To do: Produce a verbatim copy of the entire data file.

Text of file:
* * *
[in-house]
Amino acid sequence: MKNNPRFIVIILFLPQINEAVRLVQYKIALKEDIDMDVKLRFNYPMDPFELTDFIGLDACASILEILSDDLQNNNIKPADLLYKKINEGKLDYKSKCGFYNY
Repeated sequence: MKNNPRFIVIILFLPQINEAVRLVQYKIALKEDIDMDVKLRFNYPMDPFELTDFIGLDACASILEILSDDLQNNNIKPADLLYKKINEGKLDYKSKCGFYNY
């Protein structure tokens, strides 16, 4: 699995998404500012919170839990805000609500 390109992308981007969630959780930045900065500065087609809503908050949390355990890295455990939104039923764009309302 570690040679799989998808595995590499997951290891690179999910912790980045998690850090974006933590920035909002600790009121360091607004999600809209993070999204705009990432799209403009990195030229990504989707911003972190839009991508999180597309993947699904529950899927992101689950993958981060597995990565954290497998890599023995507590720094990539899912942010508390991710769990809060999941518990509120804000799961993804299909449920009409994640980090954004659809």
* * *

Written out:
[in-house]
Amino acid sequence: MKNNPRFIVIILFLPQINEAVRLVQYKIALKEDIDMDVKLRFNYPMDPFELTDFIGLDACASILEILSDDLQNNNIKPADLLYKKINEGKLDYKSKCGFYNY
Repeated sequence: MKNNPRFIVIILFLPQINEAVRLVQYKIALKEDIDMDVKLRFNYPMDPFELTDFIGLDACASILEILSDDLQNNNIKPADLLYKKINEGKLDYKSKCGFYNY
């Protein structure tokens, strides 16, 4: 699995998404500012919170839990805000609500 390109992308981007969630959780930045900065500065087609809503908050949390355990890295455990939104039923764009309302 570690040679799989998808595995590499997951290891690179999910912790980045998690850090974006933590920035909002600790009121360091607004999600809209993070999204705009990432799209403009990195030229990504989707911003972190839009991508999180597309993947699904529950899927992101689950993958981060597995990565954290497998890599023995507590720094990539899912942010508390991710769990809060999941518990509120804000799961993804299909449920009409994640980090954004659809």